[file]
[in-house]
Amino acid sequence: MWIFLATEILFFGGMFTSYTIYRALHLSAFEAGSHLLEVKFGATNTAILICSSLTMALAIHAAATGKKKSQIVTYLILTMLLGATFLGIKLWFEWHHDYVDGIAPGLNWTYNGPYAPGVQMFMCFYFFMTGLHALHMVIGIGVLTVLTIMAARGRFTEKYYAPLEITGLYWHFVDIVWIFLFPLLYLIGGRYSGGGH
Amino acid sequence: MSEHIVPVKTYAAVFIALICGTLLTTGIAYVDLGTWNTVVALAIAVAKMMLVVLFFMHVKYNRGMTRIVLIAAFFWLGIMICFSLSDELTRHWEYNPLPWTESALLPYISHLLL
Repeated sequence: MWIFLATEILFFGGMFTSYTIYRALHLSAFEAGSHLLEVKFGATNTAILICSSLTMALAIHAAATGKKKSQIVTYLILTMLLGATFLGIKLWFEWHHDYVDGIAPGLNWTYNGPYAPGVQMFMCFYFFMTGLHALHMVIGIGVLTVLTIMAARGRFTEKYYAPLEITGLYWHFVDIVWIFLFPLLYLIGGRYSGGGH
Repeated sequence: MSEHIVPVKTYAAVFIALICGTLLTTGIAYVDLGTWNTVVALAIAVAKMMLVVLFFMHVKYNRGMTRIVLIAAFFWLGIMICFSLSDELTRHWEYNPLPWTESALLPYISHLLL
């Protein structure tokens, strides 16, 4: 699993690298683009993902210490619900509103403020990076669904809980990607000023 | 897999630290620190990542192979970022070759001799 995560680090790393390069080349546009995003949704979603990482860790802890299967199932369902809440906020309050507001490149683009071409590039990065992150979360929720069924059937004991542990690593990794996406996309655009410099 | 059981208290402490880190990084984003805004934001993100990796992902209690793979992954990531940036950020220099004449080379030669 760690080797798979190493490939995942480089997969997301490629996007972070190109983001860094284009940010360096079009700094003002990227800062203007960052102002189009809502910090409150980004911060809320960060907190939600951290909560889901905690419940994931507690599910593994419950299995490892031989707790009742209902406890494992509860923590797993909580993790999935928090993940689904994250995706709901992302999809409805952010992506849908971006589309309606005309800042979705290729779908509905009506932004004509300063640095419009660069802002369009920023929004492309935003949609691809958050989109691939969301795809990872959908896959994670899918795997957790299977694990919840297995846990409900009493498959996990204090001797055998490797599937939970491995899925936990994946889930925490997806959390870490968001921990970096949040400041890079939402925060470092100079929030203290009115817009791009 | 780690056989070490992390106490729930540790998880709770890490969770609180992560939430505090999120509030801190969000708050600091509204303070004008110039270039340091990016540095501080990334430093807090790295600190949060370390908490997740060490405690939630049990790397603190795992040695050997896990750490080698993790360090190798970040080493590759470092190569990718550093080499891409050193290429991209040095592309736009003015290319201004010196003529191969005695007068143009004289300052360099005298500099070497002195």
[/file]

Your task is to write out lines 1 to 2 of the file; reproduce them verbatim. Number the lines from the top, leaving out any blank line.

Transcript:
[in-house]
Amino acid sequence: MWIFLATEILFFGGMFTSYTIYRALHLSAFEAGSHLLEVKFGATNTAILICSSLTMALAIHAAATGKKKSQIVTYLILTMLLGATFLGIKLWFEWHHDYVDGIAPGLNWTYNGPYAPGVQMFMCFYFFMTGLHALHMVIGIGVLTVLTIMAARGRFTEKYYAPLEITGLYWHFVDIVWIFLFPLLYLIGGRYSGGGH